By JESSICA MARTIN
The overwhelming grief that comes with the loss of a life often feels unbearable. But when the death could have been prevented is when it truly becomes a tragedy.
The majority of ethical debates have a grey area, but for me, abortion is black and white. About 100,000 abortions happen in Canada every year according to the Abortion in Canada website. That’s 100,000 innocent lives intentionally being snatched and destroyed yearly, and that’s only in our country.
Luisa D’Amato wrote an article in the Waterloo Region Record on Dec. 23 about Kitchener Centre MP Stephen Woodworth and his desire for Parliament to have a discussion on the human rights of the unborn child. Woodworth said existing law does not consider a child to be a person until he or she has made it fully out of the mother and into the world, and until then, there is no protection for the child under the Criminal Code.
D’Amato’s article sparked interest among readers and flooded The Record’s webpage with comments and debates on the ethical dilemmas surrounding the issue.
As far as I’m concerned, there is nothing to debate.
Eighteen days after conception the baby has a heartbeat. Six weeks following the conception, brain waves can be measured. Eight weeks after conception, the baby’s stomach, liver and kidneys are functioning and fingerprints have formed. Nine weeks into a pregnancy, the baby can feel pain.
According to Abortion in Canada, the latest results showed 90 per cent of all abortions reported in Canada in 2004 happened between six and 14 weeks of the pregnancy.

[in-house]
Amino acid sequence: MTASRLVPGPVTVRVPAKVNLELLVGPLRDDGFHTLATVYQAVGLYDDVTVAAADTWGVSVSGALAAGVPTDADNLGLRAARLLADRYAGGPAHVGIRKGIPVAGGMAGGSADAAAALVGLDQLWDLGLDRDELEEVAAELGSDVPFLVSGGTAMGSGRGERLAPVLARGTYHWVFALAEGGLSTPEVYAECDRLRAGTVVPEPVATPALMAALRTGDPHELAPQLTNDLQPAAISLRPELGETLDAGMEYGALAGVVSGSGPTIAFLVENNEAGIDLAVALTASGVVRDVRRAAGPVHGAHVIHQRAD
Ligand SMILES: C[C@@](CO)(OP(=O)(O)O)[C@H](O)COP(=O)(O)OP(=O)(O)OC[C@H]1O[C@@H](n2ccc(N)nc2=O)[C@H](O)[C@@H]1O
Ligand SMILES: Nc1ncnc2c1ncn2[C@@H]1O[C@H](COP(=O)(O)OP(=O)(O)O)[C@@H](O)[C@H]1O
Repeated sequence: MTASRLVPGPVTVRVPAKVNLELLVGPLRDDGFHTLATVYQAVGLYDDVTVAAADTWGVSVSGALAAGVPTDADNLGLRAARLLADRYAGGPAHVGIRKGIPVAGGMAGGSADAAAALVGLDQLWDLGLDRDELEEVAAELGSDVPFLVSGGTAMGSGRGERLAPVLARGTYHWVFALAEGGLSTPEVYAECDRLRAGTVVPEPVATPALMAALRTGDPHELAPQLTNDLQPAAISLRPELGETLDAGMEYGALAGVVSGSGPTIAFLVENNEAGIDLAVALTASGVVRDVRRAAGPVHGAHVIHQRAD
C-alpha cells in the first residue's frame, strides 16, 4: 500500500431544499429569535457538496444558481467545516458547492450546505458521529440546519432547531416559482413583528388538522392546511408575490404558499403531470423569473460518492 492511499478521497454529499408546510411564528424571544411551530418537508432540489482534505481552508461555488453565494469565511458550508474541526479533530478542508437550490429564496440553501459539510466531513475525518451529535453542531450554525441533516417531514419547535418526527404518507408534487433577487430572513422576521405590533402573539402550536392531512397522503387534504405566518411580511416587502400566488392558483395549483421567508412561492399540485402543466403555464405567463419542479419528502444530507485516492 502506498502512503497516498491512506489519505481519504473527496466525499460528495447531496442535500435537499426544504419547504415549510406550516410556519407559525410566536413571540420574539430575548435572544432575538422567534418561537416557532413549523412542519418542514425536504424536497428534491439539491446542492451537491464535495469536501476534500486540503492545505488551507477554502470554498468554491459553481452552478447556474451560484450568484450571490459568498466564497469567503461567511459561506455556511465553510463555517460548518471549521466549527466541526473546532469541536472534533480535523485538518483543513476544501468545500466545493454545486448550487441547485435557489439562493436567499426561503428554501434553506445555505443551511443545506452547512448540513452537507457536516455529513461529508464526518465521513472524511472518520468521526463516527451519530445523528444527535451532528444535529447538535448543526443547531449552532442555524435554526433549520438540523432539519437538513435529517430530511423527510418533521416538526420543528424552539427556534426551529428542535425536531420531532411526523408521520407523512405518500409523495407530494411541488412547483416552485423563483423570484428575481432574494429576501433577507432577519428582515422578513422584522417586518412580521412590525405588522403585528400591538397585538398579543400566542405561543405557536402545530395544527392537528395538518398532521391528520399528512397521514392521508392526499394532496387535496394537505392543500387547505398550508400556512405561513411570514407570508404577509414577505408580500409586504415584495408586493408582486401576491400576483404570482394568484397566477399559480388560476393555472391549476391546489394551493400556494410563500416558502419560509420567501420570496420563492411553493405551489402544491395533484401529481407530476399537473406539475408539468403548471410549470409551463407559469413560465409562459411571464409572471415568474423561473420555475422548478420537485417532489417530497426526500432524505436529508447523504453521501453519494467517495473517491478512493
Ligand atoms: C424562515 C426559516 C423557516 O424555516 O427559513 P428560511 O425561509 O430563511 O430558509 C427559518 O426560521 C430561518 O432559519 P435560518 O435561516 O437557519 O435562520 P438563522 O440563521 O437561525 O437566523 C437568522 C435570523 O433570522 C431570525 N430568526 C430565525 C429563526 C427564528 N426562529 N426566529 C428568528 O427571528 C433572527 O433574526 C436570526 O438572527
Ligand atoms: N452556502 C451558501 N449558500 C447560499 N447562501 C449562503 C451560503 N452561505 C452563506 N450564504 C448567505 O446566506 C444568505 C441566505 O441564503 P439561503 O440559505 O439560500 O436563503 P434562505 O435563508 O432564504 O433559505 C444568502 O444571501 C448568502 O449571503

It’s not just a bundle of cells that you’re killing. It’s the beginning of a human life that you’re ending. The argument is often made that in cases of rape, abortion is completely understandable.
It’s a sensitive issue and it’s not that I don’t have sympathy for the victims, but is the baby not also a victim? Is taking the hope away from the unborn child logical and fair?
Adoption agencies are always an option, and there are always loving people who can’t have kids looking for a child to raise, nurture and love like their own.
As far as I’m concerned, Woodworth brings up a good point.
“Now that science has, to put it mildly, improved, we might be able to do better for that unborn child than apply the crude distinction of granting it human status only once it is outside the mother,” he told D’Amato.
Woodworth is right and the distinction should be dismissed: a life is a life, in or out of the womb.